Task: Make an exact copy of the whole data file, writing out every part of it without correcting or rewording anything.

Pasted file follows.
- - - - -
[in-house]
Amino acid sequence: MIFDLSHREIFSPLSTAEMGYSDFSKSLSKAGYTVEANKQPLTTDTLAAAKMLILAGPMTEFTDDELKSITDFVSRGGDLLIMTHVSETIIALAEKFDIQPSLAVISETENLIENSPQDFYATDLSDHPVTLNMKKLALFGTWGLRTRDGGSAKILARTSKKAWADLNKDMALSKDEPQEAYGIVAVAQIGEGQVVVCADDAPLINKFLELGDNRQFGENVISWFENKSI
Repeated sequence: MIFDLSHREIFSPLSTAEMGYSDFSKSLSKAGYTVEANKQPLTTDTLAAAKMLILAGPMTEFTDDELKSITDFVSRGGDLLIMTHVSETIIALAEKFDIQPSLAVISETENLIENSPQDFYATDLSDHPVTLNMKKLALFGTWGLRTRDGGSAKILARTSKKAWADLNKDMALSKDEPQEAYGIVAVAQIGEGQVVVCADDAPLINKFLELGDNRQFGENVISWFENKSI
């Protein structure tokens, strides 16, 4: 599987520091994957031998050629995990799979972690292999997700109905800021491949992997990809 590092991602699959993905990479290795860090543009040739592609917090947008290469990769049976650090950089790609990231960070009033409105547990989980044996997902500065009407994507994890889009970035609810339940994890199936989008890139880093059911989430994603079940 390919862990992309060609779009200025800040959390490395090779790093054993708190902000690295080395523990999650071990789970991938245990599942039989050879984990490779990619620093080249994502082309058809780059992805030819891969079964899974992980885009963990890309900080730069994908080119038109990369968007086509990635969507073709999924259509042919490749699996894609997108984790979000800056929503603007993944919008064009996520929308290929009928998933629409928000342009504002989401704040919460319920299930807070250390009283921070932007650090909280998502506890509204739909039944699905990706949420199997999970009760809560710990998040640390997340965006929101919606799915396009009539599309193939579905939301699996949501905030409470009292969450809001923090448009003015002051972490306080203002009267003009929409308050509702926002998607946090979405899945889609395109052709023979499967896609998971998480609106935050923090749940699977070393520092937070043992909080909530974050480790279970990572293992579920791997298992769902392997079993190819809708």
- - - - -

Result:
[in-house]
Amino acid sequence: MIFDLSHREIFSPLSTAEMGYSDFSKSLSKAGYTVEANKQPLTTDTLAAAKMLILAGPMTEFTDDELKSITDFVSRGGDLLIMTHVSETIIALAEKFDIQPSLAVISETENLIENSPQDFYATDLSDHPVTLNMKKLALFGTWGLRTRDGGSAKILARTSKKAWADLNKDMALSKDEPQEAYGIVAVAQIGEGQVVVCADDAPLINKFLELGDNRQFGENVISWFENKSI
Repeated sequence: MIFDLSHREIFSPLSTAEMGYSDFSKSLSKAGYTVEANKQPLTTDTLAAAKMLILAGPMTEFTDDELKSITDFVSRGGDLLIMTHVSETIIALAEKFDIQPSLAVISETENLIENSPQDFYATDLSDHPVTLNMKKLALFGTWGLRTRDGGSAKILARTSKKAWADLNKDMALSKDEPQEAYGIVAVAQIGEGQVVVCADDAPLINKFLELGDNRQFGENVISWFENKSI
């Protein structure tokens, strides 16, 4: 599987520091994957031998050629995990799979972690292999997700109905800021491949992997990809 590092991602699959993905990479290795860090543009040739592609917090947008290469990769049976650090950089790609990231960070009033409105547990989980044996997902500065009407994507994890889009970035609810339940994890199936989008890139880093059911989430994603079940 390919862990992309060609779009200025800040959390490395090779790093054993708190902000690295080395523990999650071990789970991938245990599942039989050879984990490779990619620093080249994502082309058809780059992805030819891969079964899974992980885009963990890309900080730069994908080119038109990369968007086509990635969507073709999924259509042919490749699996894609997108984790979000800056929503603007993944919008064009996520929308290929009928998933629409928000342009504002989401704040919460319920299930807070250390009283921070932007650090909280998502506890509204739909039944699905990706949420199997999970009760809560710990998040640390997340965006929101919606799915396009009539599309193939579905939301699996949501905030409470009292969450809001923090448009003015002051972490306080203002009267003009929409308050509702926002998607946090979405899945889609395109052709023979499967896609998971998480609106935050923090749940699977070393520092937070043992909080909530974050480790279970990572293992579920791997298992769902392997079993190819809708």